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Four Things Robyn Doolittle Has to Say About #MeToo

A split screen photo with author Robyn Doolittle on the left and her book cover Had it Coming on the right

Earlier this year, one of Canada’s best-known investigative journalists released Had It Coming: What’s Fair in the Age of #MeToo.

In 2017, the Globe and Mail published Robyn Doolittle’s Unfounded investigation, which found that 1 in 5 sexual assault complaints were deemed baseless – or, “unfounded” – by Canada’s police. The investigation revealed the persistence of rape myths and stereotypes in Canada’s justice system.

In her second book, Robyn explores the impact of the #MeToo movement in Canada. The book seeks to respond, in part, to the question “Now what?”. Below are four key takeaways reached in the book and resources for further reading.

1. The laws aren’t the problem

Robyn notes that while rape myths and stereotypes about victims persist within the justice system, the issues illuminated by #MeToo won’t wholly be solved in the courts. Had It Coming points out that Canada has some of the most progressive sexual assault laws in the world, treating sexual assault – at least, on paper – with the severity it deserves. Had it Coming suggests that we focus more on changing attitudes and emphasizes the importance of consent education with young people that prioritizes discussions of ethical behavior and pleasure.

Further reading: Action Canada for Sexual Health and Rights connects the high rates of sexual assault among young people with a lack of education from parents or teachers about consent and healthy relationships.

2. The redemption question doesn’t have a straightforward answer

As #MeToo developed, public attention began to focus not only on sexual harassment and assault but also on power and patriarchy. As an example, Robyn pulls apart the different conversations around the article “I went on a date with Aziz Ansari: It was the worst night of my life.” The book asks us to confront questions such as, how do we respond to cases where someone hasn’t technically committed a crime, but was said to have pressured someone to consent? Had it Coming suggests the redemption question isn’t straightforward and depends on each case. Potentially, redemption in these situations involves an act of contrition that we haven’t seen an example of, yet. The book also suggests these questions are necessary, productive, and part of the broader #MeToo story as opposed to being representative of #MeToo “going too far.”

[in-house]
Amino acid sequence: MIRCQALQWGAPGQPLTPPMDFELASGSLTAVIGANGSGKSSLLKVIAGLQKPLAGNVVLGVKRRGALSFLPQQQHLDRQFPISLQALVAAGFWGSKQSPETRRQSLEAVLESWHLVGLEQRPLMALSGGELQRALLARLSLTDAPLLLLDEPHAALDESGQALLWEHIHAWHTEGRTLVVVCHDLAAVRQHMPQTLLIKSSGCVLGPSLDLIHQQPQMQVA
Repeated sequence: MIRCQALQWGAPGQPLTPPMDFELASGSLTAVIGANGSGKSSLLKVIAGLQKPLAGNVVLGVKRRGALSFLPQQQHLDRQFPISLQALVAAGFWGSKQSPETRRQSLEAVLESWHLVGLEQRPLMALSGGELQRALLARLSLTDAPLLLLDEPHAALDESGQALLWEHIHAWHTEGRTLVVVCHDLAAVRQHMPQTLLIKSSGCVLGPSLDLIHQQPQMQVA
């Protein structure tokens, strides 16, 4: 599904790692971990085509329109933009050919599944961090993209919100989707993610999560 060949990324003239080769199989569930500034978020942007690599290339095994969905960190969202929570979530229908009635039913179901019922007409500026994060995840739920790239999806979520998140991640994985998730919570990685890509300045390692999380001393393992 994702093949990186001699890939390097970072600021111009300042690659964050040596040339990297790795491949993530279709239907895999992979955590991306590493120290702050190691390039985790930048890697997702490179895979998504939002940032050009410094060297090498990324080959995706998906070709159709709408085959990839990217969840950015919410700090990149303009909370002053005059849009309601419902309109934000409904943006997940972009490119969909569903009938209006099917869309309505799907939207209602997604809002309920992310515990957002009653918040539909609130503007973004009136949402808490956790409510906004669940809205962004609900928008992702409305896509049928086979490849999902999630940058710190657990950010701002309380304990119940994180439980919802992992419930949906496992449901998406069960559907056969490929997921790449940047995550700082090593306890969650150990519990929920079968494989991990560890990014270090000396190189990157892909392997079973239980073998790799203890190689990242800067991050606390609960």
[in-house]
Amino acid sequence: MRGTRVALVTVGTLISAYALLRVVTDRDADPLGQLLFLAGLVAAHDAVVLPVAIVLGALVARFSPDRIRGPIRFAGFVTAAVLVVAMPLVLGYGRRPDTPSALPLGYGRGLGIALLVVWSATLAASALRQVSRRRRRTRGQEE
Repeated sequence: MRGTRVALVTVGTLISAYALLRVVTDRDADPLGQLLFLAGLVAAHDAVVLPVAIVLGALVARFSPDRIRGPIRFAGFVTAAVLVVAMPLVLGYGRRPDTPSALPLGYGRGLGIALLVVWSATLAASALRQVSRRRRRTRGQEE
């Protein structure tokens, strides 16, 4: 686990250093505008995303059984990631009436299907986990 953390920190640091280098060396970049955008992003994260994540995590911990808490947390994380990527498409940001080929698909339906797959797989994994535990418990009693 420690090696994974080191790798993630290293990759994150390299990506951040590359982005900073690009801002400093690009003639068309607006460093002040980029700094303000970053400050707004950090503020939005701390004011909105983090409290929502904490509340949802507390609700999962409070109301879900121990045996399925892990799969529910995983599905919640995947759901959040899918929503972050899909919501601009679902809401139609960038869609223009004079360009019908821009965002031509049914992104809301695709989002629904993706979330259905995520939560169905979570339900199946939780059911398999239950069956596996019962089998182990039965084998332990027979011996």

Further reading: Founder of the #MeToo movement, Tarana Burke, has also said “we have to grapple with this question of who can come back and who can’t.” As we do that, we may find ourselves having mixed feelings or contradictory ideas about someone. It’s easy, particularly online, for this ambivalence to slip into skepticism about #MeToo becoming a “witch hunt.” But others have felt moments like the Aziz Ansari case have made such ambivalence an essential part of the #MeToo story.

3. It’s difficult to have these conversations on social media

Had it Coming argues that “social media is not conducive to conversation. It’s a place to yell” because users often want to signal to their social group that they share the group’s values in a show of “tribalism.” Robyn outlines examples of inviting others in to the conversation that had a positive effect on those who had outdated ideas, such as Judge Robin Camp who was ordered to take gender and sensitivity training following his misogynistic comments.

Further reading: The question of the role of social media remains contentious – many studies agree that social media is polarizing, pointing to algorithms that filter out opinions we disagree with. Others argue that challenging and fighting back against hateful speech is needed to create a safer digital landscape in the age of democratized online publishing.

4. Measured debate is key

Had it Coming invites us to consider how to approach people whose ideas about sexual violence and harassment are outdated. When sitting with “Uncle Bob” over dinner, for example, the book suggests avoiding the “call out” style that we often see online. Rather, we should try to invite those who may not understand rape culture into a productive conversation. It’s always good to stay aware that we all have our own biases and learning curves when it comes to these issues. Robyn points out that she herself held certain outdated ideas prior to her Unfounded research – which illuminated the harm caused by such beliefs – and that it took learning and unlearning to change those ideas.

Further reading: Some activists seeking to challenge power and privilege have argued that discomfort from those who might hold outdated ideas is part of the learning journey and isn’t the educator’s responsibility to avoid. Activist and author Rachel Cargle’s work on intersectional feminism places significant importance on “being uncomfortable and staying uncomfortable.”

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